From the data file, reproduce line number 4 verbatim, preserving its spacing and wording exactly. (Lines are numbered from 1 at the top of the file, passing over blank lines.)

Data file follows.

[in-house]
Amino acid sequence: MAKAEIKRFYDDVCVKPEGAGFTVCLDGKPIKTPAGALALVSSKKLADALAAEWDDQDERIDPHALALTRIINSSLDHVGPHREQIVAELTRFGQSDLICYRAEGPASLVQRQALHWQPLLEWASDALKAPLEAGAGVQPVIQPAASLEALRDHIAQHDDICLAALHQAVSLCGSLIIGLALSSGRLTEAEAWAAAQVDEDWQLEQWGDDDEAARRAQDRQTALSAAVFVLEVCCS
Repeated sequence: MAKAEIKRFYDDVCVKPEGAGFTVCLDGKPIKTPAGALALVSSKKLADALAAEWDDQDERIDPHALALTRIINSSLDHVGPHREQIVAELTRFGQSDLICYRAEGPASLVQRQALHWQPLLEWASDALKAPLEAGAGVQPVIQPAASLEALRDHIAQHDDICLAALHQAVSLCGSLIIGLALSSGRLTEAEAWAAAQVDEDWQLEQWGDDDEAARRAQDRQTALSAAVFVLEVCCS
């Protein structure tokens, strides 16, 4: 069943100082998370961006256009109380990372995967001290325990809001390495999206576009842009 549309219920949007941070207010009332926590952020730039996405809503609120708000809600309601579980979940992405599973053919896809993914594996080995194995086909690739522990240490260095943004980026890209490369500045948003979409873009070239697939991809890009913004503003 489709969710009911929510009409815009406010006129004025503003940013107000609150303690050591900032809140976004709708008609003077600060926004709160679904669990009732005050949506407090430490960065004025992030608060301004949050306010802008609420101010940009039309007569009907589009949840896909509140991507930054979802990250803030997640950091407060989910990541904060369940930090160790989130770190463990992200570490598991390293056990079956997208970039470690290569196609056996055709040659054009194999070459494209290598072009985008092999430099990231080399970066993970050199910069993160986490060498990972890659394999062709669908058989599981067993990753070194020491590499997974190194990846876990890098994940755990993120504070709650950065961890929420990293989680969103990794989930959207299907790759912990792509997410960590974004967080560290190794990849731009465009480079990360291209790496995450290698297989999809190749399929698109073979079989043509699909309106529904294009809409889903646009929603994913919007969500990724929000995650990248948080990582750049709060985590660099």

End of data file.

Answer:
């Protein structure tokens, strides 16, 4: 069943100082998370961006256009109380990372995967001290325990809001390495999206576009842009 549309219920949007941070207010009332926590952020730039996405809503609120708000809600309601579980979940992405599973053919896809993914594996080995194995086909690739522990240490260095943004980026890209490369500045948003979409873009070239697939991809890009913004503003 489709969710009911929510009409815009406010006129004025503003940013107000609150303690050591900032809140976004709708008609003077600060926004709160679904669990009732005050949506407090430490960065004025992030608060301004949050306010802008609420101010940009039309007569009907589009949840896909509140991507930054979802990250803030997640950091407060989910990541904060369940930090160790989130770190463990992200570490598991390293056990079956997208970039470690290569196609056996055709040659054009194999070459494209290598072009985008092999430099990231080399970066993970050199910069993160986490060498990972890659394999062709669908058989599981067993990753070194020491590499997974190194990846876990890098994940755990993120504070709650950065961890929420990293989680969103990794989930959207299907790759912990792509997410960590974004967080560290190794990849731009465009480079990360291209790496995450290698297989999809190749399929698109073979079989043509699909309106529904294009809409889903646009929603994913919007969500990724929000995650990248948080990582750049709060985590660099």